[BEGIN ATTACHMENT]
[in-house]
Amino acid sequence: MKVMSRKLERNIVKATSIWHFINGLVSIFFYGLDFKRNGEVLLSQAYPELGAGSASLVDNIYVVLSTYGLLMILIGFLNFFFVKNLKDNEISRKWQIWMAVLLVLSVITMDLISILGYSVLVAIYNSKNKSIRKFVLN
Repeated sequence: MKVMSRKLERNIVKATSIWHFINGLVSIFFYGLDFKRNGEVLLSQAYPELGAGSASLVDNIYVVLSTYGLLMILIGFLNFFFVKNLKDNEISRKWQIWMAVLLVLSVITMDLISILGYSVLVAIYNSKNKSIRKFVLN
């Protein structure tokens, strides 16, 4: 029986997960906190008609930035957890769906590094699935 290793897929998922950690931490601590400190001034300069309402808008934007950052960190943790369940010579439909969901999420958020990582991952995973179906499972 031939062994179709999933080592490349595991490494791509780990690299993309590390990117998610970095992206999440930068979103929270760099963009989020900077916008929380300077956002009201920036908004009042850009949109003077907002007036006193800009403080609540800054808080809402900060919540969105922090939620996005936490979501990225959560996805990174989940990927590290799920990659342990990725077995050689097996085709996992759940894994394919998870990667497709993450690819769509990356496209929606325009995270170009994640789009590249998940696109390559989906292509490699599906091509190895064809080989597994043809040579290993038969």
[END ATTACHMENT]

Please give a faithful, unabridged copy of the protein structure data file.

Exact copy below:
[in-house]
Amino acid sequence: MKVMSRKLERNIVKATSIWHFINGLVSIFFYGLDFKRNGEVLLSQAYPELGAGSASLVDNIYVVLSTYGLLMILIGFLNFFFVKNLKDNEISRKWQIWMAVLLVLSVITMDLISILGYSVLVAIYNSKNKSIRKFVLN
Repeated sequence: MKVMSRKLERNIVKATSIWHFINGLVSIFFYGLDFKRNGEVLLSQAYPELGAGSASLVDNIYVVLSTYGLLMILIGFLNFFFVKNLKDNEISRKWQIWMAVLLVLSVITMDLISILGYSVLVAIYNSKNKSIRKFVLN
């Protein structure tokens, strides 16, 4: 029986997960906190008609930035957890769906590094699935 290793897929998922950690931490601590400190001034300069309402808008934007950052960190943790369940010579439909969901999420958020990582991952995973179906499972 031939062994179709999933080592490349595991490494791509780990690299993309590390990117998610970095992206999440930068979103929270760099963009989020900077916008929380300077956002009201920036908004009042850009949109003077907002007036006193800009403080609540800054808080809402900060919540969105922090939620996005936490979501990225959560996805990174989940990927590290799920990659342990990725077995050689097996085709996992759940894994394919998870990667497709993450690819769509990356496209929606325009995270170009994640789009590249998940696109390559989906292509490699599906091509190895064809080989597994043809040579290993038969």